Is Social Media Worthwhile for Physicians?

I came across a blog post on KevinMD.com that gave a very different perspective on social media for physicians. It’s titled “Why social media may not be worth it for doctors.” After reading it, I concluded that I do not agree with any of the points the author tries to make in the article. The author presents a very out-of-date way of thinking about social media, filled with misconceptions about its purpose in business. This is my rebuttal to these ideas.

  • The first point the author presents is that there is no return on investment (ROI) for social media. His reasoning is that a Facebook post or Twitter post doesn’t produce any additional income. He says that “you would have to be posting something that actually causes more patients to come into the office where you can see them and charge for your services.”

A single Facebook or Twitter post may not directly create income, but the strong community of loyal followers built on these sites will increase patient volume and ultimately income. The idea that you need to post things that actually drives more patients into the office is exactly what social media is about. Social media sites allow you to create a voice for your practice and physicians online that patients and potential patients can identify with. This helps them feel more comfortable with your practice before they enter the door. Also, posting information that is valuable to patients such as health tips or medical news helps establish your practice’s expertise and can put you ahead of other practices like yours in the patient’s mind.

  • The second point the author presents is that social media is just one more thing to burn you out. He says that doctors are already burned out on any given office day and to add the learning curve of just one social media site could be the last straw in the workload.

It’s true that doctors and practice managers both have very heavy workloads. However, it is a common misconception that social media takes an overwhelming amount of time. In fact, with proper planning, posting to social media profiles will only take a couple of minutes. If you take 30 minutes at the beginning of each month to develop a content schedule with each post already created, then you will have an entire month’s worth of effortless posting. Physicians aren’t the only ones who can come up with valuable posts for social media, the entire office can participate. The responsibility of creating a content schedule can be distributed throughout the practice. Have each staff member come up with two or three social media posts for the month and your content schedule will be done in no time. Overcoming the learning curve for social media sites shouldn’t be much of a concern. These sites are created to be user-friendly. Anyone, regardless of their level of computer knowledge, can learn to use social media sites successfully.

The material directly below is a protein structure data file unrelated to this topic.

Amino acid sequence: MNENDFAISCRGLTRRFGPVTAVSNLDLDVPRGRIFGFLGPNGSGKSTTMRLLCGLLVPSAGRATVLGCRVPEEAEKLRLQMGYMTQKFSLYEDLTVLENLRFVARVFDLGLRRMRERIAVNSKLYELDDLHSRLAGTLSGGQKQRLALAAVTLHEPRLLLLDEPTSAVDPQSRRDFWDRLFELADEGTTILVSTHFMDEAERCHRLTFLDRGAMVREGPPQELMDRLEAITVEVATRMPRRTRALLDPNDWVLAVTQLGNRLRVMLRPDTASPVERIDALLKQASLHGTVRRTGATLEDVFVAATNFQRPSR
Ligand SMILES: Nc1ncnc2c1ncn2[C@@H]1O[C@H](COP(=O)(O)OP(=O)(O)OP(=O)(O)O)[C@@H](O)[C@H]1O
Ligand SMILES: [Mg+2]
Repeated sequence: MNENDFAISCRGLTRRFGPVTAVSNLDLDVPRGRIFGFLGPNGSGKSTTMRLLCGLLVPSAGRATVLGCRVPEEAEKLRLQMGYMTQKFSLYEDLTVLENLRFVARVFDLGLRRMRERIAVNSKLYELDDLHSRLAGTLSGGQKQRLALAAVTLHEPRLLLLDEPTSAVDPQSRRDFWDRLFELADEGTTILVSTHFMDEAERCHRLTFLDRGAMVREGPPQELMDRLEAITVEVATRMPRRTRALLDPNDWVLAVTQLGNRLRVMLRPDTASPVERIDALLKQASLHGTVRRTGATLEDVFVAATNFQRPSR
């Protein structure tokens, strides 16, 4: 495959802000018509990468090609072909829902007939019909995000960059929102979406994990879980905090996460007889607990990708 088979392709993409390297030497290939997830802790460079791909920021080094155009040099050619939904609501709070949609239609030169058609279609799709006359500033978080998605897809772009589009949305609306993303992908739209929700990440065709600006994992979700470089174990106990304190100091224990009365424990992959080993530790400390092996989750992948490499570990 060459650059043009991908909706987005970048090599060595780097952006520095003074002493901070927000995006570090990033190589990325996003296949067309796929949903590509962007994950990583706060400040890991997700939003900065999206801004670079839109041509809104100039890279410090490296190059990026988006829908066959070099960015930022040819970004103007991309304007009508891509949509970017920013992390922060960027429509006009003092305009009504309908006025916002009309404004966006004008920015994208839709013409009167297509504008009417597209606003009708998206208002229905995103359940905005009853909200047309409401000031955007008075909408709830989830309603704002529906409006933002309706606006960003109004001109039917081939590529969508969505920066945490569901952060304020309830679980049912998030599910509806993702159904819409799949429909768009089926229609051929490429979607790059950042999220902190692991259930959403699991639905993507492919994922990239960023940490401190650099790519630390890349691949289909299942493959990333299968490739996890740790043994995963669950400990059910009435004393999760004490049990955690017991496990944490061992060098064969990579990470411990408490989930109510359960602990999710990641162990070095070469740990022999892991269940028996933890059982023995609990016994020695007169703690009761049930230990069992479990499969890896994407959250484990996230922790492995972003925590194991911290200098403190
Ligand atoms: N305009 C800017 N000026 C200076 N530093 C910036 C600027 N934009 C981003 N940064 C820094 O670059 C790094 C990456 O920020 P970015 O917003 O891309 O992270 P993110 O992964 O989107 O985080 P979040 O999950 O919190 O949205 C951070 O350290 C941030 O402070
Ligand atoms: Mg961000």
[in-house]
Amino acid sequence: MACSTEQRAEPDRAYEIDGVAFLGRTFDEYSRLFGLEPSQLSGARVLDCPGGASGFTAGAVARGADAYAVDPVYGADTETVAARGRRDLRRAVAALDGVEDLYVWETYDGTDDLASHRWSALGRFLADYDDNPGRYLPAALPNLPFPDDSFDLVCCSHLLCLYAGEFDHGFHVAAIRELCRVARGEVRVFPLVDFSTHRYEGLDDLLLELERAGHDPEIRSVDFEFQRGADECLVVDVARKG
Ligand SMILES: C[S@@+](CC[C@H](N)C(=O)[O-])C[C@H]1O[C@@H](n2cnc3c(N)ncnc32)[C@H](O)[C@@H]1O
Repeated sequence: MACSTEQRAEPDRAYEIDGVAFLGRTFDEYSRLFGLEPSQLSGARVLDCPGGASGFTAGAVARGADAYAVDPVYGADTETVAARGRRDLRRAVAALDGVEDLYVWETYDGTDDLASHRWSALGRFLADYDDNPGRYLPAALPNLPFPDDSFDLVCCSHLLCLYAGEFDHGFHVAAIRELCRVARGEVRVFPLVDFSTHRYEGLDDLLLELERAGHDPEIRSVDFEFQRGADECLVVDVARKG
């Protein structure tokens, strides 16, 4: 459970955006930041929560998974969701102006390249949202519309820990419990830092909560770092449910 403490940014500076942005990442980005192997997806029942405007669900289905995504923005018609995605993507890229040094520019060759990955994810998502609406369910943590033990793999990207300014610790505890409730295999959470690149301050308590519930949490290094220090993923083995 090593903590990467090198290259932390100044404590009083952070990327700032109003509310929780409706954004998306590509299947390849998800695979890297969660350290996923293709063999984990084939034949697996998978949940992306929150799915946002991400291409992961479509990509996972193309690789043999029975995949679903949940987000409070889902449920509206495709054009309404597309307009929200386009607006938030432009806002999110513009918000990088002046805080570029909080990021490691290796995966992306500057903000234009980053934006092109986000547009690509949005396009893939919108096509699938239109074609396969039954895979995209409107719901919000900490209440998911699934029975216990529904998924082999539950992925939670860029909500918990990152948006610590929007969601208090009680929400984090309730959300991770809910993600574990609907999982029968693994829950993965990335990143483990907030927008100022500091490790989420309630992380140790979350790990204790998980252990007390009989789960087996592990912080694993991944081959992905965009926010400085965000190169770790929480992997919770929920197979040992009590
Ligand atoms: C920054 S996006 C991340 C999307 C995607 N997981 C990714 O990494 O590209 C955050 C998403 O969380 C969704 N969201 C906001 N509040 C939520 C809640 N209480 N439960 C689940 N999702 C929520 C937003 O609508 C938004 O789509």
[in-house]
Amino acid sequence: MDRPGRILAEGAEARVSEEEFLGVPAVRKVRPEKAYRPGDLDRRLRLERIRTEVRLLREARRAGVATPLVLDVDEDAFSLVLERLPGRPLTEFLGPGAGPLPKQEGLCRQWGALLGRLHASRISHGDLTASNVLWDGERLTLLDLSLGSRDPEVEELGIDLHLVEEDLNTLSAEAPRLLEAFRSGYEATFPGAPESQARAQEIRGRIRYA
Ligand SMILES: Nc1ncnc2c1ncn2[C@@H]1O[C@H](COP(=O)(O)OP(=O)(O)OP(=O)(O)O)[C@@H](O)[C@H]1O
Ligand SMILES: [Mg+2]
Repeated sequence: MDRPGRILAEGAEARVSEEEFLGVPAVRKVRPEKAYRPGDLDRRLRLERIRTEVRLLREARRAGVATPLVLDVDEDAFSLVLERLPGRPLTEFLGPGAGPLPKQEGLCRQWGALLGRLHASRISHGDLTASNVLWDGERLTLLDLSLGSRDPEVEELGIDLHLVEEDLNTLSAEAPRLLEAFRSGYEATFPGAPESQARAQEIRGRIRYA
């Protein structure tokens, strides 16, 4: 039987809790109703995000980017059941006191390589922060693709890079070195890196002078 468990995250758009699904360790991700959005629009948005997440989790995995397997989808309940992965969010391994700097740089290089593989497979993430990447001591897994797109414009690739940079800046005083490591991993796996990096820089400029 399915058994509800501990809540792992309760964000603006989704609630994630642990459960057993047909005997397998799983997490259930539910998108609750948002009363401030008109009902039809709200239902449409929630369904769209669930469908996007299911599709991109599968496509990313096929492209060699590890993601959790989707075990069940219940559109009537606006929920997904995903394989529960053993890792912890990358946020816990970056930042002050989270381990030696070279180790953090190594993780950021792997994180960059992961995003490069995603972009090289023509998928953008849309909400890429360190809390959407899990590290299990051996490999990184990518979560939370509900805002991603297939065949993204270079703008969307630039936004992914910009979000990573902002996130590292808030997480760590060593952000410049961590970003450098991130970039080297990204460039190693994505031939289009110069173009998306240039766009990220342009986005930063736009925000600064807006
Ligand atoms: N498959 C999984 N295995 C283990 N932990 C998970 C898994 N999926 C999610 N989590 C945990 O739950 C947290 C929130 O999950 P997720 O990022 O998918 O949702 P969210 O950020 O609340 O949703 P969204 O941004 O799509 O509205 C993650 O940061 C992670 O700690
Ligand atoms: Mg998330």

• The third point the author presents is that social media is a fad and a waste of time unless you are selling something directly online or consider it a hobby.

The first thing to note is that social media is in no way a fad. It’s a fundamental change in how we communicate. People use social media as an easy way to stay constantly connected and for the benefits of instant answers. In fact, 23% of Facebook users check their accounts five times or more every day. Social media isn’t a fad for businesses either. About 80% of Facebook users prefer to connect with businesses on Facebook, so it’s no surprise that over one million websites have integrated with the social network giant. The author also has this idea that you must sell a product or service directly through social media in order for it to increase income. The purpose of establishing a social media presence is to use the online space to create a positive and inviting environment that both patients and potential patients can and want to be a part of. The overall goal is to increase patient volume, thus increasing income, and successful social media usage can do that very thing.

Social media is here to stay as a crucial part of marketing in today’s environment. Using social media doesn’t have to be a pain. It can actually be quite fulfilling to have a presence and voice online that people care about. By developing a plan for social media, you can easily incorporate it into your workday. If you use social media correctly, you can cultivate an online community, which will ultimately help drive patients to your practice.

– Jessica Troccoli, Social Media Coordinator

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